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Who wants to talk about the murder of Bedouin women?

The Israeli media has time to talk about Iran, the security budget, and Beit El. That means that when Arab women are murdered, there are always more important issues to cover. 

Women from the West Bank city of Bethlehem march to protest honor killings and other forms of violence against women, Bethlehem, November 16, 2013.

Women from the West Bank city of Bethlehem march to protest honor killings and other forms of violence against women, Bethlehem, November 16, 2013. (photo: Activestills.org)

Six Arab women have been murdered in Israel since the beginning of the year — four of them in the last month alone.

I know that some of you are probably thinking that Arabs are a primitive, violent and shallow people. Well, yes. Unfortunately there are many of those kinds of people in Arab society. These creatures usually come in the form of men. They exist in Hebrew and English versions too. In fact, they exist in any language you choose. So yes, the society I live in includes violent men who view women as property, or as a lowly creature not worthy of rights.

This is the kind of man who murdered Tasnim Abu-Qweider, a mother of two, who was 22 when she died. In the wake of the crime, which took place only several days ago, two more helpless children joined a growing list of orphans in Israel.

Try to imagine two small children in a faraway, unrecognized village in the middle of the desert. They must live in the shadow of violence and shame for the rest of their lives. How much will it take to rehabilitate them?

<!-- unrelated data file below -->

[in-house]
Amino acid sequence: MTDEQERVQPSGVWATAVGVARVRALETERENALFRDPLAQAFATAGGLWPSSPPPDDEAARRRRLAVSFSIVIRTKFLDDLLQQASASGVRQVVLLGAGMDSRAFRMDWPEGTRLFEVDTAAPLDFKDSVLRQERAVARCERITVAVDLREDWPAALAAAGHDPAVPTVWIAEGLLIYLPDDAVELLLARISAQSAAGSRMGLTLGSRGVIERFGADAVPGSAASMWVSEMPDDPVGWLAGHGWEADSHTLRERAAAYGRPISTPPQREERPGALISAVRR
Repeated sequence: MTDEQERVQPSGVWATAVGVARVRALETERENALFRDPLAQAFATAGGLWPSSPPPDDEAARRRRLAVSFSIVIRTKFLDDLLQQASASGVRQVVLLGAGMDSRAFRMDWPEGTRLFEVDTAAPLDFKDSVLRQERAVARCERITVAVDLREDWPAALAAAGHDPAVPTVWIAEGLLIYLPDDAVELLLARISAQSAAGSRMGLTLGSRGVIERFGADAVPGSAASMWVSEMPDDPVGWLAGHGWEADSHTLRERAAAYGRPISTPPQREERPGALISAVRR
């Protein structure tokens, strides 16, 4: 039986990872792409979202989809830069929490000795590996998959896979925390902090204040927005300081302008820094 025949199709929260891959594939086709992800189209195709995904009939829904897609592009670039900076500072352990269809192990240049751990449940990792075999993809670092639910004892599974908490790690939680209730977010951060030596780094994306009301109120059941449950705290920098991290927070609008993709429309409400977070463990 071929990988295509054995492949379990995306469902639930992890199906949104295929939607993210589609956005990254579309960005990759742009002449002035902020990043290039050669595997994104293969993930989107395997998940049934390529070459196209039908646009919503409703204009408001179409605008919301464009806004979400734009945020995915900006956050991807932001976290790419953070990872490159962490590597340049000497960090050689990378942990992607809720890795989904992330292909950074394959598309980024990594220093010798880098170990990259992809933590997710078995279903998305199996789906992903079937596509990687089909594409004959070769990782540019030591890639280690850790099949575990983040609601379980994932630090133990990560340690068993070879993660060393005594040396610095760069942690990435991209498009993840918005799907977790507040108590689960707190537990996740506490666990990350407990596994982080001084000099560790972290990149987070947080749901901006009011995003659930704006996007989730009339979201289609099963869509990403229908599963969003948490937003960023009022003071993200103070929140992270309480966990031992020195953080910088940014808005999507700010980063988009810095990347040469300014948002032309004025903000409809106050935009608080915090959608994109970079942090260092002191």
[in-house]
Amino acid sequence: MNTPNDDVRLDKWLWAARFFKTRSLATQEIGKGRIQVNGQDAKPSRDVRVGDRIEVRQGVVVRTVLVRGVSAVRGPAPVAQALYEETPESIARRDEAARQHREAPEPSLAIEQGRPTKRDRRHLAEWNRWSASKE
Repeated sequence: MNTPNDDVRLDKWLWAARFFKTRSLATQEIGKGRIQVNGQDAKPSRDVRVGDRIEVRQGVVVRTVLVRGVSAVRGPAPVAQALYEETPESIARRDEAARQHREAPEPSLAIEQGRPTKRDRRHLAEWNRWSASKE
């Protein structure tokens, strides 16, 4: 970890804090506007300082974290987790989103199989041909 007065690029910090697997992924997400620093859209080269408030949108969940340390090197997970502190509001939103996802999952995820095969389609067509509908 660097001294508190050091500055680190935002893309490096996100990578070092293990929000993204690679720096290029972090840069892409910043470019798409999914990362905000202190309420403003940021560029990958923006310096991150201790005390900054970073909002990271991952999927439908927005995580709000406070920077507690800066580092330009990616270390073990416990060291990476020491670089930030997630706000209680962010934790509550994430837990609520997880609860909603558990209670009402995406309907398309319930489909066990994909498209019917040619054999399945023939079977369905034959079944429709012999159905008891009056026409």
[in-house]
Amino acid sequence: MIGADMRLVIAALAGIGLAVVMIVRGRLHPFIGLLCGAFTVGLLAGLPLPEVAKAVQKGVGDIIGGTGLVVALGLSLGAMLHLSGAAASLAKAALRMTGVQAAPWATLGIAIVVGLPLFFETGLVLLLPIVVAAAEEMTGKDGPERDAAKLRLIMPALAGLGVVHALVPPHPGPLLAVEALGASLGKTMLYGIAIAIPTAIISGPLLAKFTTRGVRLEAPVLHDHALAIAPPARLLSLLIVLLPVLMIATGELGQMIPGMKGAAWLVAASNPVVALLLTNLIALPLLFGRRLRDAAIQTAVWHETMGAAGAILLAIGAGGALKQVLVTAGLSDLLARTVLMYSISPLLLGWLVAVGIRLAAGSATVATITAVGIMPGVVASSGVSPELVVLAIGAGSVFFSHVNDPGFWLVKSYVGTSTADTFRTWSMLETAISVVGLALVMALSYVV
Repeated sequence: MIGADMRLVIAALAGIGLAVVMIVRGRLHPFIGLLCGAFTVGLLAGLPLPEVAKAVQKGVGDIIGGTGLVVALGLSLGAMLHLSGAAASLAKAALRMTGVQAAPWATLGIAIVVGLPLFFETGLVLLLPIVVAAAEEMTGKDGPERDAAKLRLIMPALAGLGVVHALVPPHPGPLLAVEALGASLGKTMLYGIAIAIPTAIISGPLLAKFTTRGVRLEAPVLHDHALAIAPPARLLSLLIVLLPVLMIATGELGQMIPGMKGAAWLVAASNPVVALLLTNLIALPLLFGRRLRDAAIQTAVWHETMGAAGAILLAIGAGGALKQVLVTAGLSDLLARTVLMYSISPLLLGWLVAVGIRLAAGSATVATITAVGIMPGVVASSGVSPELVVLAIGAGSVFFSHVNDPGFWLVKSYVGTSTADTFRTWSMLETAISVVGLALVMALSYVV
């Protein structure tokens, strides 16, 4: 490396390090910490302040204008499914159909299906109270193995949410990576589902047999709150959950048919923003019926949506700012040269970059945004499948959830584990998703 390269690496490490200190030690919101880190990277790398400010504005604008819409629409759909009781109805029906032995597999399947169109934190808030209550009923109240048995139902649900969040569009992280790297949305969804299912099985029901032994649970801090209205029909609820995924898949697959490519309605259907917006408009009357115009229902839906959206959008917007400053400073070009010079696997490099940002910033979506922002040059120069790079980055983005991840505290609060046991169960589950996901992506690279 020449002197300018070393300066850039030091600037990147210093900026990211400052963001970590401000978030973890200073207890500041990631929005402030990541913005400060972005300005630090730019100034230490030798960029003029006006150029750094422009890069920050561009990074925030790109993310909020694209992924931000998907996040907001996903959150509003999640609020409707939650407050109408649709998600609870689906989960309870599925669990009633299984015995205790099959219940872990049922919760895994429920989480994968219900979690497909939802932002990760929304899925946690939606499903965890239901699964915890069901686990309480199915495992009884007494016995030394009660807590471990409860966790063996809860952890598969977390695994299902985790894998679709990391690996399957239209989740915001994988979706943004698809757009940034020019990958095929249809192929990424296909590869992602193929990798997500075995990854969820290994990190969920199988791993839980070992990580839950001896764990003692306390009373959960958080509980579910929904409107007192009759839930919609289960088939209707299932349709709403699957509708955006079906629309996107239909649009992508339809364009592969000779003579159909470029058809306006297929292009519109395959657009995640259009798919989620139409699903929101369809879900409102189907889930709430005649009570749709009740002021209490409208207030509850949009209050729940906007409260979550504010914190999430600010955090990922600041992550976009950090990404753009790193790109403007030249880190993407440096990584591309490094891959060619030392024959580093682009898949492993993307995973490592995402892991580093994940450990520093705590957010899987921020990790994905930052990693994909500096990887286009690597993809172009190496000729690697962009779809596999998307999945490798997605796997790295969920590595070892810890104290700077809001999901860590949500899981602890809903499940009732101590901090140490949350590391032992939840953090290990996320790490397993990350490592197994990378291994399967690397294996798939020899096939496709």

Not an isolated incident

I walked around with this immense pain for two straight days. The Committee Against the Killing of Women was resurrected in the wake of the murder. A month ago we were half-paralyzed after Raeda Nijim, a teacher and mother of three from the village of Jan, was shot and killed. One journalist angered me after he sent me the following message: “You’re not doing anything about it? You’re afraid because it’s a crime family, right?”

I refused to respond. Beyond issuing a condemnation, we weren’t able to do a thing. The Hebrew media did not mention the murder, and not a single investigative reporter took interest. Nor did anyone talk about it when Raeda’s 20-year-old niece, Liyali Nijim, was murdered a few years ago. We didn’t hear about how she was killed using a weapon that belonged to the Border Police, and it is likely that her aunt, was also murdered by a weapon belonging to the army, due to the family’s connection to the IDF. Perhaps I am just imagining, dreaming, or simply hate the army and the weapons it provides to violent men, and that many weapons can be found here on the black market. A large number of those weapons, however, come from the army.

Several days passed before Na’ama Abu Arar was shot and killed. Everyone was quick to explain that it was part of an ongoing family dispute, as if that somehow makes it okay. The Bedouin began fighting — that’s how it goes. This time I drove to the the Abu Arar home in the Negev village of Arara and spoke to Na’ama’s daughters. They told me about how their mom brought them inside the house during a gun battle in the neighborhood and was hit by a bullet. However, the boy who showed me how to get to the Abu Arar home told me she was murdered by her own family. “Don’t believe them,” he told me. And truly, I believe him. Not a single person asked questions. No one did a thing.

One week later, a brawl in the Bedouin township Rahat turned bloody. A 17-year-old man and a 21-year-old woman paid with their life.

The condemnations were quick to come: the political leadership, the families, the religious leaders — everyone. Everyone announced that they would return the “quiet” to the residents, while telling the police not to interfere too much in the “sector’s” internal issues.